I was driving from Wales to Devon for a short board gaming break, when I looked around me and realised just how flat this part of England was. I was on the M5, driving through Somerset, and there wasn’t so much as a mound on the horizon. You know, I don’t recall ever being somewhere quite so flat.
As I travelled further south, the road became less flat and hills finally rose about the horizon. Gentle rolling hills. And where I’m currently sitting you can see such hills.
But there is no mistaking it. I am in Wales no longer. And it only serves to remind me why I chose to make Wales my home, and why my visits to my country of birth are short and infrequent.
My love of Wales
I fell in love with Wales as a child, during wet camping holidays where welly boots were far more useful than bikinis. Living in the Midlands, the beaches of west Wales were some of our nearest, and I was always excited to have my adventures again in the sand dunes of Borth.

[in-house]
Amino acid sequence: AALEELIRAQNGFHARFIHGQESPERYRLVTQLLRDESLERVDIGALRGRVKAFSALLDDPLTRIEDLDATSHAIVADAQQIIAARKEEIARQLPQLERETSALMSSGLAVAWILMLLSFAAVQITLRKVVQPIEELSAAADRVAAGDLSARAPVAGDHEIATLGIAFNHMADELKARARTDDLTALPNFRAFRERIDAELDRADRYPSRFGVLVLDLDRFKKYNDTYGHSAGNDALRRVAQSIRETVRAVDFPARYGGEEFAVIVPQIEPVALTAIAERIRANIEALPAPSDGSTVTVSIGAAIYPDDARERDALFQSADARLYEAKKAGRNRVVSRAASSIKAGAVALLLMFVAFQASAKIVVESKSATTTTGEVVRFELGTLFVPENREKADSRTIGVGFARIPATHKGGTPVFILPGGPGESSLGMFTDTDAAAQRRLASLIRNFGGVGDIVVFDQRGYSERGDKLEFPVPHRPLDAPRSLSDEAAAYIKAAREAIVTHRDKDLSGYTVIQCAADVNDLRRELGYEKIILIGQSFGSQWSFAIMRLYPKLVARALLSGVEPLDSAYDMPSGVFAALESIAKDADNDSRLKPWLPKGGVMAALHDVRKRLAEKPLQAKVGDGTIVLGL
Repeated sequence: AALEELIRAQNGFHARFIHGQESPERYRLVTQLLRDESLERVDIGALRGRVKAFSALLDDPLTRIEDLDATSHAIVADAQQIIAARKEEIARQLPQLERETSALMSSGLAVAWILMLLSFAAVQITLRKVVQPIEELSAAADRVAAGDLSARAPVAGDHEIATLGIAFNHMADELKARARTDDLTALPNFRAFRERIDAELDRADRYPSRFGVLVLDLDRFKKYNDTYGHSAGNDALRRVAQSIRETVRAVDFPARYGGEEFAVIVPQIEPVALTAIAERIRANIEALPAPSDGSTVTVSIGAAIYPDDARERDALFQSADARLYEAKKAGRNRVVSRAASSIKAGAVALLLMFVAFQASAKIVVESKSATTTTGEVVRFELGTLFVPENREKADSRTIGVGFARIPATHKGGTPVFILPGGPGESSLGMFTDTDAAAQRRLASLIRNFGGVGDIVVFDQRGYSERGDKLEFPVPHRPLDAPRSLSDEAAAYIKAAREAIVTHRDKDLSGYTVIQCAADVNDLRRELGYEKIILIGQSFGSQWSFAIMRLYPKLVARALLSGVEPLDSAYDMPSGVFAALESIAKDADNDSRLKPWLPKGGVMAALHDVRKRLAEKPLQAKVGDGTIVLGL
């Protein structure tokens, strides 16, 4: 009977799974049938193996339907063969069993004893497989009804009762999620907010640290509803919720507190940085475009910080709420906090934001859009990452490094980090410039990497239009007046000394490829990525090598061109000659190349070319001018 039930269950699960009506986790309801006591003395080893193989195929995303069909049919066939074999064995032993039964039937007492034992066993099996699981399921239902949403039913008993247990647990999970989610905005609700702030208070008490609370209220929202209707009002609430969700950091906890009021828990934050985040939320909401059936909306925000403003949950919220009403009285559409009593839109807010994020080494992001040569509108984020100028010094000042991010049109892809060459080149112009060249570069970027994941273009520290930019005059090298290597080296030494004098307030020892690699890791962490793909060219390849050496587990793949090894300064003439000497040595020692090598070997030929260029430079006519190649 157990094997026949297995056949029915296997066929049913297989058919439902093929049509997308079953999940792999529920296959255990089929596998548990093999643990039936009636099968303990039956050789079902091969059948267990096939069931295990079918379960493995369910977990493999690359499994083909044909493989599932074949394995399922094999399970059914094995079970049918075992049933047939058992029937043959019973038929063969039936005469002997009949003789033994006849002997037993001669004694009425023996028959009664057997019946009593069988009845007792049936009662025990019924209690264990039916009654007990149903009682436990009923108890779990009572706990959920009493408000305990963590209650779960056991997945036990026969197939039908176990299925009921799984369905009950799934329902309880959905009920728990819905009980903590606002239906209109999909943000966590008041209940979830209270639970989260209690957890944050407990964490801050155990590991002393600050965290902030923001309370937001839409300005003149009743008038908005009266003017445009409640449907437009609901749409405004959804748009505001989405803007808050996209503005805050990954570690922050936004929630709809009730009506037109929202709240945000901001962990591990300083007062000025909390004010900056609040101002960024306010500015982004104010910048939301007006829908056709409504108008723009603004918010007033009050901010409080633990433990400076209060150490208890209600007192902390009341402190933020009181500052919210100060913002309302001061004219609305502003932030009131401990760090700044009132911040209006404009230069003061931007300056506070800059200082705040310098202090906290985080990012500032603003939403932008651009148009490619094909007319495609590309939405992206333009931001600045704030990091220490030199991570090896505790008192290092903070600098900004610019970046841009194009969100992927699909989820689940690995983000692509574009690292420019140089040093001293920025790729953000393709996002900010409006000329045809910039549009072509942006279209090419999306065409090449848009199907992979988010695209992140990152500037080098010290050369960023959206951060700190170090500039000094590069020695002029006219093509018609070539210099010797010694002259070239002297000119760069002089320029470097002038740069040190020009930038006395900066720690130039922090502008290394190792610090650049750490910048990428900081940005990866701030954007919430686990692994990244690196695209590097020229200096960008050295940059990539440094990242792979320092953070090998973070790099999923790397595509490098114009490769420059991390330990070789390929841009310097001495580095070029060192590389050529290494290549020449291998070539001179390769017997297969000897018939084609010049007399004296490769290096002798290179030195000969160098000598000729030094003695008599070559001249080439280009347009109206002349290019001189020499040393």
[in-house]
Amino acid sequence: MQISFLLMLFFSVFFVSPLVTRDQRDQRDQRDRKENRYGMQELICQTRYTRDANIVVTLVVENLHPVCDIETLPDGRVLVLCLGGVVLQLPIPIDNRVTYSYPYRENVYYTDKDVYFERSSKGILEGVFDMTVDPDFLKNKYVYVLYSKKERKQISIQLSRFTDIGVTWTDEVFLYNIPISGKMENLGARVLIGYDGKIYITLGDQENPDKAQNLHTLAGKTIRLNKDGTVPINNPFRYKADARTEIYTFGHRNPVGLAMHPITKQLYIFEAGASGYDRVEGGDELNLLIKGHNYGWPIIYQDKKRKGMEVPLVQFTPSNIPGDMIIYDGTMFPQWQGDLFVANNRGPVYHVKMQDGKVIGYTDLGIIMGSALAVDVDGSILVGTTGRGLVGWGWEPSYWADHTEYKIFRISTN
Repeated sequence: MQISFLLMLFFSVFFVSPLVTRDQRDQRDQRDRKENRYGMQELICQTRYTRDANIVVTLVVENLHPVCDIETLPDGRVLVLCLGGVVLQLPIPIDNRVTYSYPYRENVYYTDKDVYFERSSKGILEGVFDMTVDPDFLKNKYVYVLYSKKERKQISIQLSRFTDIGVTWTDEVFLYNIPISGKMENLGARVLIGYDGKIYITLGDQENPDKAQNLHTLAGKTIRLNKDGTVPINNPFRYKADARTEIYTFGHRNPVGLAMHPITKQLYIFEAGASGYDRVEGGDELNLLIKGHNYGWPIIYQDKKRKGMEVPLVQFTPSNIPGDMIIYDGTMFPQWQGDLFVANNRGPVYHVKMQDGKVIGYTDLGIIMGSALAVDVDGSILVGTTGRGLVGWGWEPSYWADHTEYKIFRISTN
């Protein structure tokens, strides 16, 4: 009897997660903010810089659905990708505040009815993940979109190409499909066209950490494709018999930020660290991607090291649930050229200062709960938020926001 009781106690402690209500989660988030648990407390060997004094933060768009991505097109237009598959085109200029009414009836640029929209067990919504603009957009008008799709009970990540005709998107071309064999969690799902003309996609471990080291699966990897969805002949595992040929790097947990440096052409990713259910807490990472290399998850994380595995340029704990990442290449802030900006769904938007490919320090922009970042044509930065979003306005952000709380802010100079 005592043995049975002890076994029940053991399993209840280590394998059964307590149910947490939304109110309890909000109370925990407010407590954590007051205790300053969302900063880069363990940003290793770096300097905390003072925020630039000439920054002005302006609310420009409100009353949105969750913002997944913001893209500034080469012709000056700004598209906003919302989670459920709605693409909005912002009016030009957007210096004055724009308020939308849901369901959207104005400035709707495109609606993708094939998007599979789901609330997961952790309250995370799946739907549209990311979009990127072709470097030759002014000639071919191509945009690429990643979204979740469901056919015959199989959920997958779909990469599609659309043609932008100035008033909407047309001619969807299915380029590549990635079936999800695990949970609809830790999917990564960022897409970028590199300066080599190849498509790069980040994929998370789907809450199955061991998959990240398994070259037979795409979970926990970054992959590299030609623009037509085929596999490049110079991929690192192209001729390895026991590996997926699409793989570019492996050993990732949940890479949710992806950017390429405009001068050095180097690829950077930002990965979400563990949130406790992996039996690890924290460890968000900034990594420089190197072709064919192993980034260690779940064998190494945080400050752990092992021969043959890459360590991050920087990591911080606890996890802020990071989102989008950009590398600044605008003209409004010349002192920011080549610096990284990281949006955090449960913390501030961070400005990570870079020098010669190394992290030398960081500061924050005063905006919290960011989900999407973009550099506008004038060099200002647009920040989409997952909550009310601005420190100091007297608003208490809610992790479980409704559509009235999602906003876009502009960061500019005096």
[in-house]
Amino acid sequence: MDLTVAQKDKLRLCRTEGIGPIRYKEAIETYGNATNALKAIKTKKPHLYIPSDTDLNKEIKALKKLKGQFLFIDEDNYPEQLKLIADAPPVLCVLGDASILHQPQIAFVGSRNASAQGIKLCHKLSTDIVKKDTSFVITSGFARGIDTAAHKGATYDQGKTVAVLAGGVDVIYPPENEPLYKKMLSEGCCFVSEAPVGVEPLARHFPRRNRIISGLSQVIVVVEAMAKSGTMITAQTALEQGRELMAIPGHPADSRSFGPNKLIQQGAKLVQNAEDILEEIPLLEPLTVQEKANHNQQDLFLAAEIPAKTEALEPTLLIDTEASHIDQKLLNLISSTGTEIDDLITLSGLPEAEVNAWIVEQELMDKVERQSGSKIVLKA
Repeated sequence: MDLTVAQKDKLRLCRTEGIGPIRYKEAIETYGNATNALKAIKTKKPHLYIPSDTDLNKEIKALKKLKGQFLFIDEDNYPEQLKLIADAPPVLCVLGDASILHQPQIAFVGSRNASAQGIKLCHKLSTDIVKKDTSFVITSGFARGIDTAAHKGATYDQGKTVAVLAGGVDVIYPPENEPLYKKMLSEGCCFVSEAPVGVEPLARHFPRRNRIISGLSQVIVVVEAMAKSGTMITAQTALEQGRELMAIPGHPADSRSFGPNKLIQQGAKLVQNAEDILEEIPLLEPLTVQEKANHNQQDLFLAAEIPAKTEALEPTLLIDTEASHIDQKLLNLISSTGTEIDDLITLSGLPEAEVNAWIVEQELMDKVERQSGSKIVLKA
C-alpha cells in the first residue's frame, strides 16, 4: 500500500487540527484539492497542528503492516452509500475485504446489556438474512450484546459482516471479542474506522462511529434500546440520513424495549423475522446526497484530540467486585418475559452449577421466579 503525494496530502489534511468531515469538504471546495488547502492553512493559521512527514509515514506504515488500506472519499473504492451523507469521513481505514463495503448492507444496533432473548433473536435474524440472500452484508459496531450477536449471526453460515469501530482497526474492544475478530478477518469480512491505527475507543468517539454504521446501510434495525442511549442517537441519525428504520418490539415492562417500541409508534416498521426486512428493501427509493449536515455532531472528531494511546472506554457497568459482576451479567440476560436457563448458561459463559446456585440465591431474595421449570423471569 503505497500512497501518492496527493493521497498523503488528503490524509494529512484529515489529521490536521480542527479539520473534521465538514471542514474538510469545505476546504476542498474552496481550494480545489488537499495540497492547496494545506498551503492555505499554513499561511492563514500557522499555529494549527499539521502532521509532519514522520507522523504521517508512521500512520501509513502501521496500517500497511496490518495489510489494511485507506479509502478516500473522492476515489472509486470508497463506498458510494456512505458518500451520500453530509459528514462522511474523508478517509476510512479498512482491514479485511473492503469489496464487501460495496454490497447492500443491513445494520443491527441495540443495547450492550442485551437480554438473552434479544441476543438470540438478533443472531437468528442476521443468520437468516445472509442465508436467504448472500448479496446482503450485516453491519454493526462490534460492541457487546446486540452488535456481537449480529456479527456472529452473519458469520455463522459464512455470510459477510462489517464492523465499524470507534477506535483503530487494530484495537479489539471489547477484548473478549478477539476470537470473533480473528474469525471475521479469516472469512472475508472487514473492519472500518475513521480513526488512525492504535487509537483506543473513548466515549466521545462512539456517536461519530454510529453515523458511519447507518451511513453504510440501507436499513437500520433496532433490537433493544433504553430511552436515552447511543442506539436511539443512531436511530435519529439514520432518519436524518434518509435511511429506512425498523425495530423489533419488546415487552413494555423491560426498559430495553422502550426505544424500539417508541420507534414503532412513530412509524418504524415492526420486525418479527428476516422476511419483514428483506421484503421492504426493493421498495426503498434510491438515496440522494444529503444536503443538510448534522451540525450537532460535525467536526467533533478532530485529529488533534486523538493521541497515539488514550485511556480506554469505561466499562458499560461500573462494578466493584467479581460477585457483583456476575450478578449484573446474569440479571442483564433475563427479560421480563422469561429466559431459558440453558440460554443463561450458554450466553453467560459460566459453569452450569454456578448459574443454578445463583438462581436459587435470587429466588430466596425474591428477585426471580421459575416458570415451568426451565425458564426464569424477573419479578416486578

But it was in south Wales that I made my home, due to university, then work, and now children. And I have never once considered moving back east and over the border. I have lived my entire adult life in this country. It is where I formed my beliefs and opinions, and more importantly my friendships. This country is where I belong.
I now live in the South Wales Valleys, an ex-mining community, not quite fully industrial and yet not quite fully rural. My home village is surrounded by ‘mountains’ – possibly not by official standards but that’s what the locals call them – and they would certainly tower over the hills around Ivybridge. My drive to take the kids to school is over such a mountain, where sheep and cattle roam and regularly block my way.
There are countless reasons why I love it in Wales: the people, the lyrical accents, the history, the government, the small community feel where everyone is connected, I could go on. But it’s the mountains that make me truly feel at home, that I will look forward to when I head back up the motorway in a few days time.
This, to me, is Wales.